Cherry Celebration

Since the cherry season has started and the cherry festival in Mons-la-Trivalle will be taking place this Sunday, June 2, 2019, I thought it appropriate to share this post from a few years ago.  Details of this year’s cherry festival can be found on the website of the Mairie of Mons-la-Trivalle.  I do hope you’ll enjoy your fill of delicious cherries!!


The cherry harvest is in full swing right now, and to celebrate it, the village of Mons-la-Trivalle holds a cherry festival each year, at the beginning of June.  Cherries are grown all over the Languedoc region, but they seem to especially thrive in some areas.  The upper valley of the River Orb is one of these areas, and if you go for a drive at the right time during spring, you’ll see the most amazing sights of trees, white with cherry blossoms!  Later on you’ll see stalls set up by the roadside, selling cherries :).

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The growing season for cherries is pretty short.  From mid to late May, locally grown cherries start to make an appearance in our weekly farmers market.

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The first of the crop are usually quite expensive, but as the season gets under way the prices drop.  Cherries can never be a cheap fruit though: each cherry has to be carefully picked by hand, and that takes time!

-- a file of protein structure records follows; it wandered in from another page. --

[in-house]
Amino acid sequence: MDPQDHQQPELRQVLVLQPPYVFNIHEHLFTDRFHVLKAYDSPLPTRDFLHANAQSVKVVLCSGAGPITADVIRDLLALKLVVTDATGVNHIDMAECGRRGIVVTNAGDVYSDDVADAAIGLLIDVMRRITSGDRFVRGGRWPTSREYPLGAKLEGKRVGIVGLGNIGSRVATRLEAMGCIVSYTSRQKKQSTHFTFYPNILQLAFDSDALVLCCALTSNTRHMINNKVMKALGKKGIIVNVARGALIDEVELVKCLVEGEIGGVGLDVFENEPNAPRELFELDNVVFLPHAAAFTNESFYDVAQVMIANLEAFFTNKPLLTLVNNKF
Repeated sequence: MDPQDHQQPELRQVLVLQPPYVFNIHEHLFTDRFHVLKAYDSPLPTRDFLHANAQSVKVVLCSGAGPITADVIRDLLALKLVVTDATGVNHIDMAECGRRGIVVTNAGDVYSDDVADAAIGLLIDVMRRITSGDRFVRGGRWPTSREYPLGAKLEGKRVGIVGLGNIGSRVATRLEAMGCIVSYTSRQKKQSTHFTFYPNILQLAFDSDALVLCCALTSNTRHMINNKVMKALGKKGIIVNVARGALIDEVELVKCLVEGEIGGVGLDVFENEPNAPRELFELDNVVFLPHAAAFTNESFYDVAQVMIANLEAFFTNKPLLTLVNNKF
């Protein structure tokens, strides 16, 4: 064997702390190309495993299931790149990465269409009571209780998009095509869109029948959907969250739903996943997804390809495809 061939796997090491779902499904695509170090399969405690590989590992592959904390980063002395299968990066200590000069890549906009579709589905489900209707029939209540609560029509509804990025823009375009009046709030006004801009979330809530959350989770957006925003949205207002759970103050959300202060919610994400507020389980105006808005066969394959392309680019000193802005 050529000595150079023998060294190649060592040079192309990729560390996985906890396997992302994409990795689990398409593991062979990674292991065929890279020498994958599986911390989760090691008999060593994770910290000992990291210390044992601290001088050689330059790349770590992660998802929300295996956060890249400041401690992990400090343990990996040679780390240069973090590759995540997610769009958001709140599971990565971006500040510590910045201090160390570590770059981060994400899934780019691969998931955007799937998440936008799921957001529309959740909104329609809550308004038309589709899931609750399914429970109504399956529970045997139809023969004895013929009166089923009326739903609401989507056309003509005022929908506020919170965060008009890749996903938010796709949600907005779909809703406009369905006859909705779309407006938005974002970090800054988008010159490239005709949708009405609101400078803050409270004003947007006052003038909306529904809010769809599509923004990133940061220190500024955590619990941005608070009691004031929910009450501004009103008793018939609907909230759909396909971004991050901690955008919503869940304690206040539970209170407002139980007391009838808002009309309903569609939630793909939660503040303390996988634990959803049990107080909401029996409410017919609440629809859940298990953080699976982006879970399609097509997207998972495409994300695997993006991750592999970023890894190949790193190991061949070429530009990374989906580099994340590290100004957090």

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I arrived at the “Fete de la Cerise” just after lunchtime – parking was well signposted, and the view from the car park (up the hill from where the fete was taking place) was spectacular!

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Walking down the road to the village, the cherry trees I passed were heavy with fruit, and the sun was shining – what could be better??

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When I got to the fete I made a beeline for the flea market; there I found a very good selection of all things bric-a-brac, and fell in love with a bentwood armchair – more on that later :)!

The “cherry market” was great too – although, since I was relatively late, the cherries were not as much in abundance as they had been in the morning. But there were enough for me to snap pictures of, and to buy.  I had it in mind to make a Clafoutis, a dessert traditionally made with cherries.  The selection of stalls was excellent, colourful ceramics vying with equally colourful baskets, and there were plants, and hats and of course food!!  I couldn’t resist the French Fries from the Belgian food stand :)!

Entertainment was provided for all ages:  Donkeys would take children for a ride, there was a gyroscope, a stilt-walker, and then there was a corner where a number of games had been set up!  I decided to try a game called Quarto, where wooden pieces are placed on a board, with the aim of forming a line where either the colour, height, shape, or top of the pieces match.  The interesting part is that you chose the piece which your opponent has to put down on the board.  Can’t be that difficult, I thought, and promptly lost the first two games :(, but then I won the third 😀 !